The memory of that birdie will never leave me but it isn’t just the special shots that will stay with me. While I can easily forget most of the bad shots (indeed I have already) it’s the missed opportunities that are hard to shake off. The 17th was an absolute debacle. It was downwind and I hit a monster drive by my standards. 273 yards down the right side of the fairway. I was so shocked I took a photo of the shot details on my Garmin Approach S62 GPS golf watch.

I then smashed a 3 wood up there just short of the bunker that guards the front right of the green. Joe was in the same spot, just a couple of yards behind me. I watched as he duffed his pitch shot into the bunker, and unforgivably I then did the same thing. Oh no!

We both made bogey from being just short of the green in two. I’ve thought about that horror shot two or three times a week since it happened. I’m shaking my head now as I type. The only reason I remember it though is because it was at Royal Birkdale. And that’s kind of the point. It’s the reason why playing on these iconic courses is such a great experience. It isn’t about what score you shoot, it’s purely about the memories you make, good and bad.

Garmin Approach S62 GPS golf watch at Royal Birkdale

(Image credit: Future)

Final thoughts

If you have the opportunity to play an Open Championship course or indeed any of the great, iconic courses around the world, my advice is to set your expectations to a realistic level, especially if it’s in the winter and the wind is blowing! After all, if these courses were easy they wouldn’t be playing host to the most prestigious tournament in golf.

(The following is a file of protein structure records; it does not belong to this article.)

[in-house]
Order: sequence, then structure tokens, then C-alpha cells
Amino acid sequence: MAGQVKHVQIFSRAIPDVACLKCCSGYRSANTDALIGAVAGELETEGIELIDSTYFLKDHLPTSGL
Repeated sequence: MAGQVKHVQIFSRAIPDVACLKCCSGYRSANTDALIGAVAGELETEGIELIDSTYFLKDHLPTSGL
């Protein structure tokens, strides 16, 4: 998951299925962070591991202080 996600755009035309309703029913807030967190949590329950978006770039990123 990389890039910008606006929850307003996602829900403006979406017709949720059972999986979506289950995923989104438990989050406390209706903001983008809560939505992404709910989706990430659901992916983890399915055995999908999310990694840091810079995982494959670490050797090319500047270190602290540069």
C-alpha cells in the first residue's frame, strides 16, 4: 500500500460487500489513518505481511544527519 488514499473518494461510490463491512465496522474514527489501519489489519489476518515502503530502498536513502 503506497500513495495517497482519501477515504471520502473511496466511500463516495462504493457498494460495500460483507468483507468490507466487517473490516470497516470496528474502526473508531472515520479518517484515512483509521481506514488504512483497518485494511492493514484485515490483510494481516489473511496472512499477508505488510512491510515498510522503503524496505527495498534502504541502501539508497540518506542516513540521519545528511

Your overall score is unlikely to be what you’re hoping for and if you fixate too much on that it can ruin the experience. So instead, enjoy the scenery, take some photos, soak it all in and try to make some special memories. That may be a great drive or an approach shot that you hit stiff to a few feet. Or perhaps you hole a putt from off the green or pull off a lovely splash shot from a green side bunker. If you can do any of this on a signature hole, all the better. 

I came away with a distinctly forgettable score but some memorable shots that will stay with me for a long time, such as the booming drive on the 17th, the birdie on the 9th and a terrific 7 iron on the par 3 12th that almost bagged me a second birdie. The next time the Open returns to Birkdale, I’ll see those holes and I’ll remember fondly the shots I hit. I’ll probably tell the story of it to whoever is unfortunate enough to be within earshot too. But that’s the beauty of playing on these iconic courses - you can make memories that will last a lifetime.

David Usher

Dave is a distinctly average golfer with (fading) aspirations to be so much more than that. An avid collector of vintage Ping putters and the world's biggest Payne Stewart fan, Dave turned his front garden into a giant putting green to work on the weakest area of his game, but sadly to date he has seen no improvement. In addition to his work reviewing golf gear for T3, Dave is also the founder and editor of Bang Average Golf TV website